Can You Avoid Dried Air Bubbles Appearing In Your Polyurethane Finish?

It was all going so well.

You took the painstaking time to apply every coat of polyurethane. And you made sure to lightly sand between each coat to get that really smooth final finish.

But, now the final coat of polyurethane has dried and cured, things haven’t quite worked out the way you’d hoped.

Instead of a nice clear top coat, that polyurethane is filled with lots of tiny air bubbles — and they look like they’re there to stay.

So, where did things go wrong? And what can you do to fix it?

Well, in this post, you will learn the main key causes for air bubbles in polyurethane finishes. You will also learn what you can do to prevent those tiny bubbles from appearing in this otherwise smooth wood finish.

And keep reading to discover how to get rid of bubbles inside dried polyurethane.

dried bubbles in polyurethane

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So What Causes Polyurethane Finish To Bubble?

Typically, those bubbles are caused by shaking that can of polyurethane. If you shake the can beforehand, you’ll create little air pockets throughout the liquid.

Another possible cause could be that the base coat underneath, (whether it be a finish, paint, wood stain etc), hasn’t cured yet.

As that base coat continues to dry and cure, it’ll release VOC’s. VOC’s (Volatile Organic Compounds) are the eye-watering fumes that waft off wood finishes.

And those VOC’s can become trapped as air bubbles (if you seal them in with polyurethane).

Yet another common cause for bubbles lies in improper brush prep. You always need to prepare your brush by rinsing it in solvents (or water) before you dip that brush into the polyurethane can.

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Will Those Polyurethane Air Bubbles Go Away On Their Own?

They should do. And as long as that polyurethane dries slowly enough, the bubbles will pop on their own.

This is one of the reasons why we typically add slow-drying thinner solvents to wood finishes. Thinning polyurethane out with these solvents can help slow down polyurethanes drying rate.

Related Post: Can You Really Go Mixing Stain With Polyurethane (For Hardwood Floors)?

OK. So What Can You Do To Avoid Air Bubbles Appearing On Polyurethane?

Simply follow best practice when it comes to applying any polyurethane finish:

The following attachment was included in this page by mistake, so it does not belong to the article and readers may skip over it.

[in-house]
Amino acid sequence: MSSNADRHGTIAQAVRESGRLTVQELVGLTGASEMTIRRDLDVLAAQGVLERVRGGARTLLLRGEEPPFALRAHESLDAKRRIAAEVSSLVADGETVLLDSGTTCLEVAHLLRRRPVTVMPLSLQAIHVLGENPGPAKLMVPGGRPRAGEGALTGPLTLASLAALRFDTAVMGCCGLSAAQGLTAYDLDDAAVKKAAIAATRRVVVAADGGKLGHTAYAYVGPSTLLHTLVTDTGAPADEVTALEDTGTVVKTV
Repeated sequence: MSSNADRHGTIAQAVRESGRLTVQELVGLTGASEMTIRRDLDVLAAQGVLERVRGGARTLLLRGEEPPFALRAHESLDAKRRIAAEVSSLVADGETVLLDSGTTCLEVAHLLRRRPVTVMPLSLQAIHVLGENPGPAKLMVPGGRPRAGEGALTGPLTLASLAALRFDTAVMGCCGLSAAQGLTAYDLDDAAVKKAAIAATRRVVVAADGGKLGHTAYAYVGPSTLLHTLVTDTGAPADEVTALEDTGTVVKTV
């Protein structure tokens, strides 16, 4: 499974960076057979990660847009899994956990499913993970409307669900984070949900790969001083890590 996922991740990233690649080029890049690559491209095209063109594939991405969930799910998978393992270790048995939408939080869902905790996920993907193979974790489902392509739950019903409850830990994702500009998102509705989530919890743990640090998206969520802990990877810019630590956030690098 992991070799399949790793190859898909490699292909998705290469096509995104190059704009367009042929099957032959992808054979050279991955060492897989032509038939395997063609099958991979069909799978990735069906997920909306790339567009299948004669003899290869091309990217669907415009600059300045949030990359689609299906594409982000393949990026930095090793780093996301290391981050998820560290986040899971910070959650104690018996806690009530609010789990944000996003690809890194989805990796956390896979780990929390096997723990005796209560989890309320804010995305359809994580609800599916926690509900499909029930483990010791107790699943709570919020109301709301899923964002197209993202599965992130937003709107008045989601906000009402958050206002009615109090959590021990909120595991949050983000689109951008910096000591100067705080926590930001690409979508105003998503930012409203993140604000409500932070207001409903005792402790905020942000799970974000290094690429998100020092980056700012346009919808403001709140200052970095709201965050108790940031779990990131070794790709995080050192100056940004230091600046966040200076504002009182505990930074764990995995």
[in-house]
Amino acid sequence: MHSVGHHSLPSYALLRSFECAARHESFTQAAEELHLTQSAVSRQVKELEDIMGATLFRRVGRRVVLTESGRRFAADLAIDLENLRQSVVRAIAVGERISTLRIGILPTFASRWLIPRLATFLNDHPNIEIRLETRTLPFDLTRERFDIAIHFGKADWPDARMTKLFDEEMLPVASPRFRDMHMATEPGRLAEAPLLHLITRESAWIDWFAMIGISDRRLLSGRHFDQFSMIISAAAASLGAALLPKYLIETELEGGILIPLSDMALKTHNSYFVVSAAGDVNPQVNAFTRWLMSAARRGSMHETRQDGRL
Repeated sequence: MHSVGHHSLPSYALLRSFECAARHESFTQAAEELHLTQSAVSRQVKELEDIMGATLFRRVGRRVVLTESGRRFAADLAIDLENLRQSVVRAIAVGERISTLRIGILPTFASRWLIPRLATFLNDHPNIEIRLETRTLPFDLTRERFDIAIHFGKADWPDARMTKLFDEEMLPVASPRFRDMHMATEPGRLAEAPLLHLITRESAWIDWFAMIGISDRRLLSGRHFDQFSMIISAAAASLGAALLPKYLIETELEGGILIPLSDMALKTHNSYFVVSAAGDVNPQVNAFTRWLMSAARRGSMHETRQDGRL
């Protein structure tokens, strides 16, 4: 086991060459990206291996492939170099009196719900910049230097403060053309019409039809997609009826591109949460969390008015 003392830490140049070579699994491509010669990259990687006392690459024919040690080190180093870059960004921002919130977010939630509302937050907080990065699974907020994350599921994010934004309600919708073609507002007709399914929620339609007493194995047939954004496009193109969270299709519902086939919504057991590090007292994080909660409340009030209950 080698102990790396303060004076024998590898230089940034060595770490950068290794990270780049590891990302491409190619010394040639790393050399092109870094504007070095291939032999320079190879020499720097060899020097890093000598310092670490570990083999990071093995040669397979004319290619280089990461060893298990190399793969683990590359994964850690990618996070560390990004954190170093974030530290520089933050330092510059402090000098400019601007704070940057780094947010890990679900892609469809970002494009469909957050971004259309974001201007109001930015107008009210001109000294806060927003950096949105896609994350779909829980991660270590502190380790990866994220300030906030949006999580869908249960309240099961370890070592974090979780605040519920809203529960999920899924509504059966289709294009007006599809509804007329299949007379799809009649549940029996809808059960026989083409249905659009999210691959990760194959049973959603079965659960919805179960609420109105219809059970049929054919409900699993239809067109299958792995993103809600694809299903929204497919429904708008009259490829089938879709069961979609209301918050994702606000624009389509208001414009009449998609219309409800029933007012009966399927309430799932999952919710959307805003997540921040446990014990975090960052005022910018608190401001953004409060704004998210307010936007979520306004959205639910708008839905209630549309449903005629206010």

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Top 5 Woodworking Projects That Sell
1). Never Shake The Can

If that polyurethane finish has settled in the can, then stir it with a brush. Never ever shake the can.

2). Allow The Base Coat To Cure

This is particularly important if you’re applying polyurethane over slow drying finishes, such as Raw Linseed oil or Tung oil.

3). Prepare The Brush Before You Dip It In The Can

If you’re applying oil-based polyurethane: Dip the brush in a solvent, such as mineral spirits, before you dip it into oil-based polyurethane.

If you applying water-based polyurethane: Always dip the brush in fresh water, before you put it into that can of water-based polyurethane.

4). Skip Over Foam Brushes

Foam brushes are the worst culprits when it comes to creating air bubbles in thick wood finishes. So, only ever use a bristle brush (ideally) or even a rag to apply those thin coats of polyurethane.

Or, you can skip brush preparation altogether by using a Spray-on Polyurethane product instead.

Related Post: Are There Dust Nibs In Your Polyurethane Finish? (How To Fix It)

But How Do You Get Bubbles Out Of Already Dried Polyurethane?

In this case, you’ll need to sand those bubbles away.

The way you do this is by using 80-grit sandpaper to scuff off the sections that have bubbles. And then use 100-grit to 120-grit sandpaper to smooth the surface out afterward.

Once done, you can apply a new coat of polyurethane.

To Wrap Up, Here Are The 3 Key Takeaways From This Post…

  • 1). Those little pockets of air throughout your polyurethane finish, can be caused by a range of different things. Everything, from improper brush preparation to polyurethane drying too fast, can create air bubbles in this wood finish.
  • 2). If you are applying polyurethane over another wood finish, make sure the wood finish underneath has dried and cured first. If that base coat wood finish hasn’t cured, it may continue to release fumes. And those fumes can become trapped by that top coat of polyurethane as air bubbles.
  • 3). If polyurethane has dried all the way through, but still has air bubbles in it, the only solution left is to sand those bubbles away. After sanding, you can reapply a fresh polyurethane coat.